SAN FRANCISCO – After a relatively quiet week, the weather on the Pacific Coast comes back to life as a powerful storm system rotates off the coast, ready to bring a powerful atmospheric River Pineapple Express.
The storm threatens to have a multitude of impacts, including flash flooding, damaging winds, power outages and possible landslides.
A Pineapple Express is a weather phenomenon that brings lots of moisture from the tropical Pacific near Hawaii and hits the West Coast hard. This weather pattern can carry up to 27 times more water than the Mississippi River and typically features several inches of rain.
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Currently, rain is underway in the Pacific Northwest, but the worst impacts of the storm are still ahead as the storm moves south into California on Wednesday, the FOX Forecast Center said.
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Heavy rain spread across California Wednesday through Thursday
The main area of heavy rain will move towards the coast during the day on Wednesday, accompanied by strong winds.
“The Pacific Northwest has been hit the hardest by wet weather over the last couple of days,” said FOX meteorologist Jane Minar. “Now it’s finally moving down the coast. Not only are we talking about rain, but we also have wind warnings that are in effect for the West Coast, especially for the mountains.”
Strong winds may reach 60 to 70 mph along the southern Oregon and northern California coasts, with higher gusts in the mountains. Gusts could also reach 50 to 55 mph along coastal areas of the San Francisco Bay, with widespread gusts of 45 to 50 mph likely across a large swath of Northern California.
As a result, strong wind warnings were issued there. These winds can potentially bring down trees, leading to power outages. They will also cause numerous delays at San Francisco International Airport.
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Flood watches cover much of the northern and central California coast, including the San Francisco Bay area, through Friday morning, as heavy rain is expected to cause flooding of streets and small streams. Larger rivers may overflow their banks, also causing minor flooding.
The gradual nature of the rain, which will move relatively quickly to the south, will be a limiting factor in a greater risk of flooding with this storm, the FOX forecast center indicated.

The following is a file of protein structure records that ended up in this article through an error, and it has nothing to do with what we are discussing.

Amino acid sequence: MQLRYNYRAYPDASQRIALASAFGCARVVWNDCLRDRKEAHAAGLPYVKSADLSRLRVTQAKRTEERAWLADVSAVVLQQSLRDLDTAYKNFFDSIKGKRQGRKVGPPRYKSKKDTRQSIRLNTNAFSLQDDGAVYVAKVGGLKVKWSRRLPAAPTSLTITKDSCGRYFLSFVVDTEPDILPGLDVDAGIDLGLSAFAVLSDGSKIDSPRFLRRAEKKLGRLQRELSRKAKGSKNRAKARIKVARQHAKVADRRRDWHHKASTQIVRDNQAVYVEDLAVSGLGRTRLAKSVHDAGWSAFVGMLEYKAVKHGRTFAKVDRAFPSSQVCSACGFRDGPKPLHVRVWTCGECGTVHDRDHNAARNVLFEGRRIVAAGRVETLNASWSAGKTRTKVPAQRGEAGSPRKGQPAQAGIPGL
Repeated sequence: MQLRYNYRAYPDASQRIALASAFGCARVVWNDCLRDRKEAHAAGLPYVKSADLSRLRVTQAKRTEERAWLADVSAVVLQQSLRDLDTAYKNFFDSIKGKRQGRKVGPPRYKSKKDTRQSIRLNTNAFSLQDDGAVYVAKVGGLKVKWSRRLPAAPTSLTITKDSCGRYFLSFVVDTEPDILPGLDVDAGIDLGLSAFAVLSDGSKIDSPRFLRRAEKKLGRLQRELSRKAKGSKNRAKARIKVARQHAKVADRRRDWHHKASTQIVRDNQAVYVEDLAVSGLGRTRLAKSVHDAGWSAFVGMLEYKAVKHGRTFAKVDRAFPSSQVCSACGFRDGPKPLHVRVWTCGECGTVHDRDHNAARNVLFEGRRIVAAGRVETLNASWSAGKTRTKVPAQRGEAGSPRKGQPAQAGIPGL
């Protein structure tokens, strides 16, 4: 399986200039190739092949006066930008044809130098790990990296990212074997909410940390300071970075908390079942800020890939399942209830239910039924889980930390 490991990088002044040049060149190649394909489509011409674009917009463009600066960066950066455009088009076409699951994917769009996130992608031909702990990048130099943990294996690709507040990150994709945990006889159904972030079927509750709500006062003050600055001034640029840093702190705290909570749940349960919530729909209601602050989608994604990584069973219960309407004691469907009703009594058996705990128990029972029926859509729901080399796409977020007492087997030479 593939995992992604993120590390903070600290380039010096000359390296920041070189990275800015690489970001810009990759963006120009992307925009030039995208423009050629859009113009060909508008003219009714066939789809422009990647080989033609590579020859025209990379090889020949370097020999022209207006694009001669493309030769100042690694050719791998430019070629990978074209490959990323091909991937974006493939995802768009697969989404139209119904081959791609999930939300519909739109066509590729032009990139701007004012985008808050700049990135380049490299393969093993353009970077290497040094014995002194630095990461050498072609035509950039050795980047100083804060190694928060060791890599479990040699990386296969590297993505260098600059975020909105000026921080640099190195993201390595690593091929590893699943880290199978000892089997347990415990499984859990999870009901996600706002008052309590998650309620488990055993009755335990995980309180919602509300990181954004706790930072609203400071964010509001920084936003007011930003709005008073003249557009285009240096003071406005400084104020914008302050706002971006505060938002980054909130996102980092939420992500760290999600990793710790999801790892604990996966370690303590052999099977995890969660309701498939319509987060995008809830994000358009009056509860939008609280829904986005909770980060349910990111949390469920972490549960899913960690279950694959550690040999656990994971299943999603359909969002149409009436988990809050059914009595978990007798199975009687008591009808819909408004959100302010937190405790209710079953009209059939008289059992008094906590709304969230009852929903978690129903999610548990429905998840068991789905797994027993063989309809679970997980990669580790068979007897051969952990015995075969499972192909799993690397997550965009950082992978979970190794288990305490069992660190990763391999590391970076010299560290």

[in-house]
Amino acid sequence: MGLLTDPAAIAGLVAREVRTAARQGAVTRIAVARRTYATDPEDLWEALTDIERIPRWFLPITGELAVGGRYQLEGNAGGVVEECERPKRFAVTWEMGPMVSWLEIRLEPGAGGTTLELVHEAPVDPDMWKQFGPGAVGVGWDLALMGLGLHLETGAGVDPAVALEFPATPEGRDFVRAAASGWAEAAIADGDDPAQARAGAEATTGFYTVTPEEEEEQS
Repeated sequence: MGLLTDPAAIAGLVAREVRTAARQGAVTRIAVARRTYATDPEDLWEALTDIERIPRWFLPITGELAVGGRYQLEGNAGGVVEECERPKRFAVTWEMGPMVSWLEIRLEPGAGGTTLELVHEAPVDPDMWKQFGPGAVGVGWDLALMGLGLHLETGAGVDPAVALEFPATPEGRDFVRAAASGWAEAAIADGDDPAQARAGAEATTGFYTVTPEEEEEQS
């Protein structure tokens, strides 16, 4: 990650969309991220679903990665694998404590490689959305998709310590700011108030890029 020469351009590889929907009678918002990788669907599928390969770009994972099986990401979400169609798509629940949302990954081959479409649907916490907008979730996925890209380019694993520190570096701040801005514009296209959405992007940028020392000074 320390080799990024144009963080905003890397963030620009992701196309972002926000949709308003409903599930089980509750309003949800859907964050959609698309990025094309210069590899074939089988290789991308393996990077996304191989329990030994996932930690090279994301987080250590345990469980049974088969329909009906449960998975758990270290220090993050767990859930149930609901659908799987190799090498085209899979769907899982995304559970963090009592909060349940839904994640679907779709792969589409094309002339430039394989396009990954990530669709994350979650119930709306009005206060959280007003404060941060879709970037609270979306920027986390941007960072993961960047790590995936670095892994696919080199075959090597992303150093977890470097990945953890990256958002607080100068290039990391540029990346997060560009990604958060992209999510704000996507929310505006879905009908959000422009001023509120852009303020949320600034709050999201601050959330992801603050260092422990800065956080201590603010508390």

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Rainfall in Northern California is expected to reach 2 to 3 inches, including the San Francisco Bay Area. The Coast Ranges may receive up to 4 to 6 inches of rain.
Forecast feet of snow for the Sierra Nevada
Heavy snow will begin Wednesday in the Sierra. Travel will be difficult, if not impossible, due to snow-covered roads and sometimes reduced visibility, with possible chain checks and road closures.
Snow can fall up to 2 inches per hour. Up to 4 feet of snow will fall at the highest elevations and snow could accumulate up to 3,500 feet, the FOX Forecast Center said. This will help a meager snowpack that is only 50% of average, but it will not completely erase the snow deficit.
Snow will also be a factor in the Southern California mountains. The cold nature of the system will allow snow levels to drop below 4,000 feet, the FOX Forecast Center adds. Those traveling along I-5 through the Grapevine area will need to take it slowly as snow levels will drop below 4,000 feet.
On the coast, large, powerful waves are expected to hit the coast from Oregon to southern California. High surf advisories are in effect for big waves, which could tear up popular beaches.
The National Weather Service (NWS) said surf heights from the southern Oregon coast to the San Francisco coast will range between 22 and 26 feet. Beaches in Los Angeles are expected to have waves of 8 to 12 feet, and beaches in San Diego will have waves of 10 feet.
Pineapple Express sets up shop in the Los Angeles area on Thursday
The storm is expected to move toward Southern California and the Los Angeles areas on Thursday, likely causing slowdowns during morning commutes.
The lowlands are expected to receive 1 to 2 inches of rain, while the surrounding mountains and hills could receive 2 to 5 inches. Rain is expected to cause flooding, leading to road closures and debris on mountain and canyon roads.
Residents of the San Diego metropolitan area, who were recently impacted by last Monday’s devastating flooding, will be particularly vulnerable. Fortunately, this storm isn’t expected to bring as much rain as that one, the FOX Forecast Center said.
The NWS warned of an increased risk of landslides in western Washington state due to heavy rains. Two landslides have already occurred, one in Seattle and the other at the foot of the Olympic Mountains.
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The main storm system will move over Thursday evening. As a result, widespread rain will be replaced by scattered showers and even a few thunderstorms, which will persist through Friday.
Second storm to hit Southern California could have bigger flood impacts
However, the stormy pattern will not end there. Another storm, perhaps more violent, is expected to hit Southern California starting Sunday.
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“(This storm) has an increasing potential for devastating flooding and is one of the most concerning (this week),” the Los Angeles NWS wrote.
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The FOX Forecast Center said early forecasts show this slow-moving storm could potentially bring several days of heavy rain to the region. Wider flooding and even heavier snowfall in the mountains are becoming increasingly likely.
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